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Why Thin People Might Eat More and Still Stay Slim: 'It's Not Just the Fact that They're More Active


"What is different about these people?"

Photo credit: Shutterstock

Much to the ire of those who exercise, eat right and still struggle with their weight, there are those individuals who can eat the same -- if not more -- work out the same amount and still be thinner. It would appear that it just comes naturally to them -- and a new study confirms this could be the case.

Photo credit: Shutterstock Photo credit: Shutterstock

"What is different about these people?" Dr. Colleen Novak, a biological sciences professor at Kent State University whose research focuses on the neuroscience of obesity, asked.

Kent State University researchers say that the current obesity epidemic -- about one-third of adults are overweight and one-third are obese -- is likely the result of our lifestyles but genes also play a part.

To see how genetics could impact obesity, researchers bred rats with specific genes that were linked with either high activity or laziness. They found that those rats known to be more active, based on their genetic breeding history, would burn more calories when exercising that fat rats doing the same amount of exercise. The active rats were also more likely to move around frequently during the day.

"It's not just the fact that they're more active that matters but also that they are burning more calories during activity," Novak said, noting that these extra calories are being "wasted" by the thin rats as heat.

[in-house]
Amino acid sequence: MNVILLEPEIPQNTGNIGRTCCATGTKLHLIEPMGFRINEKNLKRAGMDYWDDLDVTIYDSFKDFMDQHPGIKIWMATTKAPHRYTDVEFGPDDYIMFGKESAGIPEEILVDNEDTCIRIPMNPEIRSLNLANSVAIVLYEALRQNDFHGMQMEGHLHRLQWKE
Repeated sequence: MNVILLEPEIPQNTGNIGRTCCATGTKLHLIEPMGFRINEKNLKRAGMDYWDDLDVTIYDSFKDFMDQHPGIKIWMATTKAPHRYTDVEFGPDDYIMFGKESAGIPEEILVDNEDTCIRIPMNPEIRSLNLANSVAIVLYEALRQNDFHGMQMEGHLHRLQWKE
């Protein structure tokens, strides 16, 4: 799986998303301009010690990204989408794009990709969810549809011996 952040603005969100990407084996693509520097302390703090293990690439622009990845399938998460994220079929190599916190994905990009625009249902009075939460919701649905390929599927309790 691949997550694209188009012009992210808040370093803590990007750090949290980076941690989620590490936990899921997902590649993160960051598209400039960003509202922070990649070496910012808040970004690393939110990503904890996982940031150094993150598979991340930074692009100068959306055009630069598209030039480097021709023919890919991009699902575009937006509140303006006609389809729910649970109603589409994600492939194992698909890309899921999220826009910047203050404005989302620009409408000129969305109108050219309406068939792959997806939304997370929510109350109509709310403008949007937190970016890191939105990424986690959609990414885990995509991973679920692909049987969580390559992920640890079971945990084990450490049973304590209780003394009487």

"What is different in the brains of these rats that make them more active versus less active?" she asked.

Researchers found thin rats produced more receptors that would stimulate the area of the brain that would cause them to choose to be active. Fat rats on the other hand produced less of these receptors.

Thus, Novak told the university's news site that the fat rats don't move around less because they're overweight but because their brain function. Researchers are not yet sure why thin rats produce more of these receptors that would lead to activity than fat rats.

None of this is to say that rats predisposed to be overweight can't avoid this tendency. Conversely, rats with genes that would suggest they should be thin won't necessarily mean be thin in reality.

“In the bigger picture, [the study] would also imply that any advantage these intrinsically lean people have in staying thin may be canceled out if they are not physically active,” Novak said, according to Healthline News.

This study was published in the journal Endocrinology and Metabolism.

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